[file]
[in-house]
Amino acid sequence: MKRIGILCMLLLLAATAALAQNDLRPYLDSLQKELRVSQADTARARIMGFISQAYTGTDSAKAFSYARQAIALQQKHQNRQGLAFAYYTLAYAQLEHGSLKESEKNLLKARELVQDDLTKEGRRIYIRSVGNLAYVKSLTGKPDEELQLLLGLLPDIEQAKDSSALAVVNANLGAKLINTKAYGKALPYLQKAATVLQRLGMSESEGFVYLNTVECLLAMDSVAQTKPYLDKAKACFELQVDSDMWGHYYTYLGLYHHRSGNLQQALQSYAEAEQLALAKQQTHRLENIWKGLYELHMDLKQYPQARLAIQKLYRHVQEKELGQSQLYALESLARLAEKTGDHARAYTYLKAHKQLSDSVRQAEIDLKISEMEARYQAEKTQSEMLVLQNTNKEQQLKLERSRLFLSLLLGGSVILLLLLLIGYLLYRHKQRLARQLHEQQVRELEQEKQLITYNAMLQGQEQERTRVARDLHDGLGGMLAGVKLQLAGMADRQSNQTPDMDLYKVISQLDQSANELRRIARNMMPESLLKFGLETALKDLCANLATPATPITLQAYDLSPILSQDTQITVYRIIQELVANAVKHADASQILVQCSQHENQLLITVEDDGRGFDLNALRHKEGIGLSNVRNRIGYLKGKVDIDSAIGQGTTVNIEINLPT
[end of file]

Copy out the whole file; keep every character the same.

[in-house]
Amino acid sequence: MKRIGILCMLLLLAATAALAQNDLRPYLDSLQKELRVSQADTARARIMGFISQAYTGTDSAKAFSYARQAIALQQKHQNRQGLAFAYYTLAYAQLEHGSLKESEKNLLKARELVQDDLTKEGRRIYIRSVGNLAYVKSLTGKPDEELQLLLGLLPDIEQAKDSSALAVVNANLGAKLINTKAYGKALPYLQKAATVLQRLGMSESEGFVYLNTVECLLAMDSVAQTKPYLDKAKACFELQVDSDMWGHYYTYLGLYHHRSGNLQQALQSYAEAEQLALAKQQTHRLENIWKGLYELHMDLKQYPQARLAIQKLYRHVQEKELGQSQLYALESLARLAEKTGDHARAYTYLKAHKQLSDSVRQAEIDLKISEMEARYQAEKTQSEMLVLQNTNKEQQLKLERSRLFLSLLLGGSVILLLLLLIGYLLYRHKQRLARQLHEQQVRELEQEKQLITYNAMLQGQEQERTRVARDLHDGLGGMLAGVKLQLAGMADRQSNQTPDMDLYKVISQLDQSANELRRIARNMMPESLLKFGLETALKDLCANLATPATPITLQAYDLSPILSQDTQITVYRIIQELVANAVKHADASQILVQCSQHENQLLITVEDDGRGFDLNALRHKEGIGLSNVRNRIGYLKGKVDIDSAIGQGTTVNIEINLPT